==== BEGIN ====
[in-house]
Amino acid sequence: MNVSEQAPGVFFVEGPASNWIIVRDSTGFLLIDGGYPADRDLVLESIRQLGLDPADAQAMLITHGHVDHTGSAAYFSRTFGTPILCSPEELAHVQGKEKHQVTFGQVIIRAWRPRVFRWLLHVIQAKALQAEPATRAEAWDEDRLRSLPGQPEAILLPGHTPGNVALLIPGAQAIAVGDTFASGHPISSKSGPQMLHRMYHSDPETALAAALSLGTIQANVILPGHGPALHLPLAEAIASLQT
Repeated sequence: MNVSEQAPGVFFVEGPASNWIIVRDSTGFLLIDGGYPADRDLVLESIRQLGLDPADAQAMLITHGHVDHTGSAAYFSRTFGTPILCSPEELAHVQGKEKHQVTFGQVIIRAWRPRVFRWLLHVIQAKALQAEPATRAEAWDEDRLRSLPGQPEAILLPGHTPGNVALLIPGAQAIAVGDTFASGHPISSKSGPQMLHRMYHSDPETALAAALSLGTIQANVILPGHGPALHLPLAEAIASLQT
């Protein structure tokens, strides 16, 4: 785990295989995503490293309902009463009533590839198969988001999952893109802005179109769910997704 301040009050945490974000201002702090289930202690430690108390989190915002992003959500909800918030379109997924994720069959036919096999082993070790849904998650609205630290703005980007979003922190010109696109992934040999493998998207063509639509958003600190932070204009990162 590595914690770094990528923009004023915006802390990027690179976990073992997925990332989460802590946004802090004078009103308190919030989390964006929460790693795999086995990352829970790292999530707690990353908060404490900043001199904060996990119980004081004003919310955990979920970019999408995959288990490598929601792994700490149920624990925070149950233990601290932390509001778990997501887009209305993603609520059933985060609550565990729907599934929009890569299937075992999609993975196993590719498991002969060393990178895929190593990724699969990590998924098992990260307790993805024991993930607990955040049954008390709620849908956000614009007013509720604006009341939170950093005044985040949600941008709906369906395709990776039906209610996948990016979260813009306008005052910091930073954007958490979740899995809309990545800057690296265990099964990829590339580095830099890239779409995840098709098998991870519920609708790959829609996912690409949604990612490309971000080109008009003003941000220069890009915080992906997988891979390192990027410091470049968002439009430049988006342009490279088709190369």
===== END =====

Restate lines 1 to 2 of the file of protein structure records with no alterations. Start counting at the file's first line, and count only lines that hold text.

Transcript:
[in-house]
Amino acid sequence: MNVSEQAPGVFFVEGPASNWIIVRDSTGFLLIDGGYPADRDLVLESIRQLGLDPADAQAMLITHGHVDHTGSAAYFSRTFGTPILCSPEELAHVQGKEKHQVTFGQVIIRAWRPRVFRWLLHVIQAKALQAEPATRAEAWDEDRLRSLPGQPEAILLPGHTPGNVALLIPGAQAIAVGDTFASGHPISSKSGPQMLHRMYHSDPETALAAALSLGTIQANVILPGHGPALHLPLAEAIASLQT